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This is a global infectious disease.

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Presentation on theme: "This is a global infectious disease."— Presentation transcript:

1 This is a global infectious disease.
Over 1/3 of the world population is now infected with this bacterium and new infections are occurring at a rate of one per second. It kills approx 2 million people each year, more than any other infectious disease. Not everyone infected develops the disease, however 1 in 10 will progress to actively have the disease, which if left untreated will kill more then half of its victims. In 1993 the WHO declared a global emergency. WHAT IS THIS DISEASE?

2 4.4 Lung disease – pulmonary tuberculosis
Lungs and lung disease 4.4 Lung disease – pulmonary tuberculosis

3 Learning outcomes Students should be able to understand the following:
The course of infection, symptoms and transmission of pulmonary tuberculosis. Candidates should be able to explain the symptoms of diseases and conditions affecting the lungs in terms of gas exchange and respiration interpret data relating to the effects of pollution and smoking on the incidence of lung disease analyse and interpret data associated with specific risk factors and the incidence of lung disease recognise correlations and causal relationships.

4 TUBERCULOSIS Used to be called consumption.
Caused by rod shaped bacteria Mycobacterium tuberculosis Mycobacterium bovis Slow growing organism (divides every 16-20hrs) Most commonly affects the lungs

5 Transmission Droplet infection – cough, sneeze, laughing, even talking. People with prolonged, frequent or intense contact are at highest risk. About 90% of those infected have asymptomatic latent TB and cannot pass on the infection. There is a 10% lifetime chance that latent infection will progress to the active TB disease. If untreated the death rate is >50%.

6 Transmission TB can also be spread from cows to humans because Mycobacterium bovis affects cattle. Herds are regularly checked and affected cattle destroyed. Milk is pasteurised killing the bacterium.

7 Some groups are at greater risk of contracting TB:
Those in close contact with infected individuals over long periods Work or reside in long-term care facilities Are from countries where TB is common Have reduce immunity: Very old / very young AIDS sufferers People with other medical conditions that make their bodies less able to resist disease eg diabetes Those undergoing treatment with immunosuppressant drugs Malnourished Alcoholics or injecting drug users Homeless

8 Course of infection Bacteria grow and divide in upper regions of lungs. Body’s immune system responds and white blood cells accumulate at the site of infection. This leads to inflammation of lungs and enlargement of lymph nodes (Primary infection – usually in children) In a healthy person there are few symptoms and infection is controlled within a few weeks. However some bacteria usually remain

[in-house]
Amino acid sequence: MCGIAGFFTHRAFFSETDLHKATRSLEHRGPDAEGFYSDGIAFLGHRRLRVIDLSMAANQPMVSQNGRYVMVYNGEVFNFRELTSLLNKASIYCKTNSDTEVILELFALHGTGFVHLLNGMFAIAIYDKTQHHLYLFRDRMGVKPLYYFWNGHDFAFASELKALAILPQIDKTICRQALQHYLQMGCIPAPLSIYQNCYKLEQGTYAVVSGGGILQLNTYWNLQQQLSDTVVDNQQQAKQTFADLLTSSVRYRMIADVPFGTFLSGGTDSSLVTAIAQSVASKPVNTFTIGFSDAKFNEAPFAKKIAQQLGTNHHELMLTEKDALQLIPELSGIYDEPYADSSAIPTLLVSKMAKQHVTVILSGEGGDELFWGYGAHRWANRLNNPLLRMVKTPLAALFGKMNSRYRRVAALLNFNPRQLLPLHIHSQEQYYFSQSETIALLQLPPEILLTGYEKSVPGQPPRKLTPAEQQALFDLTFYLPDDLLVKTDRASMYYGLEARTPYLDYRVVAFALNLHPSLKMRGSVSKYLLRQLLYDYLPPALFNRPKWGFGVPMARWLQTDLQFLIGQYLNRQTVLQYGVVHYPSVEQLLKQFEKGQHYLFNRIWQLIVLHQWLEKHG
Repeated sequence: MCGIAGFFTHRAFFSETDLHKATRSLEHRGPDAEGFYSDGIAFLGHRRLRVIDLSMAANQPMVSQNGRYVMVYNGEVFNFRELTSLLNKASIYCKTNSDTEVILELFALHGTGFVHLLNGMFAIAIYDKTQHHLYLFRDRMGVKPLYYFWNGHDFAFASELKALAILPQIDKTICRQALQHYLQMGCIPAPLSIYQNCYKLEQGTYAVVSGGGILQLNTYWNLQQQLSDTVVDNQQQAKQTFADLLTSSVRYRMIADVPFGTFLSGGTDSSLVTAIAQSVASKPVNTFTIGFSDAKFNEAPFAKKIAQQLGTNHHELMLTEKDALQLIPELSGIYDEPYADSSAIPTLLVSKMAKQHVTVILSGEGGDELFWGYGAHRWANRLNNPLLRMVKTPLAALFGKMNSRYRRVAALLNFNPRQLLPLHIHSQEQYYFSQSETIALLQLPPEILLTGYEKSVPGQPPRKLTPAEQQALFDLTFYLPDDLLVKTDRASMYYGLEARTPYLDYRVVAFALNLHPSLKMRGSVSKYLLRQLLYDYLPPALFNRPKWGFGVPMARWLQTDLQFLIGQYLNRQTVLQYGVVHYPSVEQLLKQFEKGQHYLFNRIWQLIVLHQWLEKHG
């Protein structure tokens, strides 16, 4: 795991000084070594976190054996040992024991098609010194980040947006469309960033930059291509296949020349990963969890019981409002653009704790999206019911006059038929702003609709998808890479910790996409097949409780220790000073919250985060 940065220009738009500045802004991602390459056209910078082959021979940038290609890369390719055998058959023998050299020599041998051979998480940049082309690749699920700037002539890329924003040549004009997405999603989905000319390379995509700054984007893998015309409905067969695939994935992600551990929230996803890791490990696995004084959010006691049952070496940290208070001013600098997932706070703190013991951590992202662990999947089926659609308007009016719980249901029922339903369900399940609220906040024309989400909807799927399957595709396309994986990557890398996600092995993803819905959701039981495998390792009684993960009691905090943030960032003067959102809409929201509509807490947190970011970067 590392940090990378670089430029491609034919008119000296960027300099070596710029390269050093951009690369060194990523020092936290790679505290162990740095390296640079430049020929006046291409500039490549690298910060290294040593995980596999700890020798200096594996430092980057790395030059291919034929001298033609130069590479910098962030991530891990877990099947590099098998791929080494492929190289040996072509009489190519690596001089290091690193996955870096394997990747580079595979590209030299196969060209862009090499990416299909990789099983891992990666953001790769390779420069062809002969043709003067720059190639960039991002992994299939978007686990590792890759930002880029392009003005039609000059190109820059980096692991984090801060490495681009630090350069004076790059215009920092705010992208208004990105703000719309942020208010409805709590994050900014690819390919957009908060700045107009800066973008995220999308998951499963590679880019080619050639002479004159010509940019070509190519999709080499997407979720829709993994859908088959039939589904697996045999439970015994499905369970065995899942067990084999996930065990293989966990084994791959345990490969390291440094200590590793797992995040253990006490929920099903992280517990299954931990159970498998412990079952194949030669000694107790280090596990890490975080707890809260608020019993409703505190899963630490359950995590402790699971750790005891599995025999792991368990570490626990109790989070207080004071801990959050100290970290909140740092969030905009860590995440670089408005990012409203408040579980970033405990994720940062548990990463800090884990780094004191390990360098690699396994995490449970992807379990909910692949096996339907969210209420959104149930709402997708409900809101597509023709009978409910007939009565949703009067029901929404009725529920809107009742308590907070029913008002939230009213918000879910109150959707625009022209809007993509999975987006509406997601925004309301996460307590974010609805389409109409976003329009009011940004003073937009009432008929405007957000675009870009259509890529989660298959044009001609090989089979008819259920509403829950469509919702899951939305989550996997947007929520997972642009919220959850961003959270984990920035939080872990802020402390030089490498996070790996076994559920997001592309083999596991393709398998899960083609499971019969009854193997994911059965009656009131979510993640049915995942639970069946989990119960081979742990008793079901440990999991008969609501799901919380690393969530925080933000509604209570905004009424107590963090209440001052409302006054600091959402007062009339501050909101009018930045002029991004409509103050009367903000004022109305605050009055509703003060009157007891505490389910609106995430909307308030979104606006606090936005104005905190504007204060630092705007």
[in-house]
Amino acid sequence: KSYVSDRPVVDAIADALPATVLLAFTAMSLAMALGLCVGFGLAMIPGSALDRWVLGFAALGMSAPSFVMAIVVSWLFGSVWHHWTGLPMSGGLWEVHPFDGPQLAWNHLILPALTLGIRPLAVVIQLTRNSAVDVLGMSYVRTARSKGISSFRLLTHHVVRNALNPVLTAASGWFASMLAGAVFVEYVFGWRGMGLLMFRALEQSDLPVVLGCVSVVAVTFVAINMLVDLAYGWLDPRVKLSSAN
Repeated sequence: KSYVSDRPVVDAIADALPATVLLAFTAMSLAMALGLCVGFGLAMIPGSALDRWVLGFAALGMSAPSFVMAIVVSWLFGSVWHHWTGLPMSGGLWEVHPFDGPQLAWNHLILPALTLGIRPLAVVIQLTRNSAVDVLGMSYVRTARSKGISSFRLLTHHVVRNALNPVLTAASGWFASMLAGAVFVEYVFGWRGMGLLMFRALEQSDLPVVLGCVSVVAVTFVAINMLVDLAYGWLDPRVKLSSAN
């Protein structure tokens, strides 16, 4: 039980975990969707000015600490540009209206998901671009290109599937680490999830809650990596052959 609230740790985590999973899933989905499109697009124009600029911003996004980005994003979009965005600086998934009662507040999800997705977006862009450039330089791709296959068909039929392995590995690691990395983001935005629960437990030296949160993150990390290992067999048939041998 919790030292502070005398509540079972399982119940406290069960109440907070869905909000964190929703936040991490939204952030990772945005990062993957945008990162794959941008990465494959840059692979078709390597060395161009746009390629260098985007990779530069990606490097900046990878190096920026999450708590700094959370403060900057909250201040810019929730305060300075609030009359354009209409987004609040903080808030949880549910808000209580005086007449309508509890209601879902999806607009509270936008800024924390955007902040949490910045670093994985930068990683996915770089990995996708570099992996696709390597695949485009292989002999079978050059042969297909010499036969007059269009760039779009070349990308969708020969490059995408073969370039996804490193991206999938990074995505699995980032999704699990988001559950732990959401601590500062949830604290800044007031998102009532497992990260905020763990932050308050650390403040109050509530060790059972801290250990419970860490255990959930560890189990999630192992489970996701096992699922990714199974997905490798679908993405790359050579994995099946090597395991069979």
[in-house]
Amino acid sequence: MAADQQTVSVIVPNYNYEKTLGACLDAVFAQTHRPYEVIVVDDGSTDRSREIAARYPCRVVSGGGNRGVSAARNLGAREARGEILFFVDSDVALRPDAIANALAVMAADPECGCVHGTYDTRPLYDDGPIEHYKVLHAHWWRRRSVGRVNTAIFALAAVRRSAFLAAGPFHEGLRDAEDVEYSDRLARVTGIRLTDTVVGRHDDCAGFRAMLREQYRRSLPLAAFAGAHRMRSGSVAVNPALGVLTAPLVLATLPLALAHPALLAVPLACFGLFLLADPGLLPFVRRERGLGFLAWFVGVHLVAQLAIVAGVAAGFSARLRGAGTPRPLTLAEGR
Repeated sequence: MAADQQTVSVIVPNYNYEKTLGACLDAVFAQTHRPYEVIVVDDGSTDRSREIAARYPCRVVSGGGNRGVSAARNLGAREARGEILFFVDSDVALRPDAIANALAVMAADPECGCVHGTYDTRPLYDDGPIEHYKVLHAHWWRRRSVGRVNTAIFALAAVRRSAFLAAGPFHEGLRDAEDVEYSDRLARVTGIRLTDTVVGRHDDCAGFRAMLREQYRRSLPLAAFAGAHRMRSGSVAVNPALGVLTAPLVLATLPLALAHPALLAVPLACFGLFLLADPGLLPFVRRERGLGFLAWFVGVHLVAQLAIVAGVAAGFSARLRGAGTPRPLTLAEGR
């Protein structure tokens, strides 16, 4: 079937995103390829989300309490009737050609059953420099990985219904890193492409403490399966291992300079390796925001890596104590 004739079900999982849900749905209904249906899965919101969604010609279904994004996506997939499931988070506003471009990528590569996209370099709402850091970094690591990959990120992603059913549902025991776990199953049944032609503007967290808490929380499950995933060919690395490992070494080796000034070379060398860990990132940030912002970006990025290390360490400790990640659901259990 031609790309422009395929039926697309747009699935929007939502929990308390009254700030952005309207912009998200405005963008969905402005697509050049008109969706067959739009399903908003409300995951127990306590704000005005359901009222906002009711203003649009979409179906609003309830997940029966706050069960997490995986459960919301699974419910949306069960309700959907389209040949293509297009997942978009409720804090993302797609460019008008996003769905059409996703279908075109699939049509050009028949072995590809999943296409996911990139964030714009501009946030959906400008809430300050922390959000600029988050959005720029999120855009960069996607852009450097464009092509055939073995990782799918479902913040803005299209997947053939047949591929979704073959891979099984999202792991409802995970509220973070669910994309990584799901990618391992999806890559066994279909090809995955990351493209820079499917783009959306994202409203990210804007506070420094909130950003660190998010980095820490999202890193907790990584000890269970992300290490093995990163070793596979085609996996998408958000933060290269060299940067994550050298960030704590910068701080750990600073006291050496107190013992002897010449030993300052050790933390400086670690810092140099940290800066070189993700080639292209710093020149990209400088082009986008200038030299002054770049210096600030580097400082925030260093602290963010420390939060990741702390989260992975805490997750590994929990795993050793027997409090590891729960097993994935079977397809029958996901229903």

9 Course of infection Many years later the bacteria may re-emerge (Post –primary tuberculosis – typically in adults). Also arises in upper regions of lungs but is much harder to control. Bacteria destroy lung tissue, this results in cavities and scar tissue. Sufferers cough up damaged lung tissue and blood. Without treatment TB spreads to rest of body and can be fatal.

10 Treatment Latent TB - usually single antibiotics. Active TB - combinations of several antibiotics to reduce the risk of bacteria developing resistance. Most common antibiotics are Rifampicin and isoniazid need to be taken for 6-12 months. Problems – people often feel better before the course is finished and stop taking the drugs. This can lead to an increase in resistant bacteria. The WHO introduced a scheme DOTS (Direct Observation Therapy) to tackle this problem.

11 Prevention and control
1. People with TB and there contacts are identified and treated. 2. Children are routinely vaccinated The BCG vaccine is 80% effective in children. 3. Social and economic measures. Better education Improved health facilities Better housing and nutrition

12 Worldwide importance In Eastern Europe and Africa the disease is now on the increase after 40years of decline. largely as a result of the AIDS epidemic. But also due to Increased movement of people Poorly managed TB treatment and prevention programmes Increase in drug resistant forms Increased number of people living rough Larger proportion of elderly people (with suppressed immune systems)

13 Leicester 2001 Outbreak at Crown Hills Community College 67 people diagnosed with TB – reflecting the high proportion of the local population originating in the Indian subcontinent where TB rates are high. Not linked to the suspension of routine TB vaccinations. 160 children tested +ve, only 3 had not been previously vaccinated at birth.

14 TASK Produce an A3 size leaflet for the Regional Health Authority on Tuberculosis. To include Cause and transmission Progression of disease Treatment Prevention and control Worldwide importance

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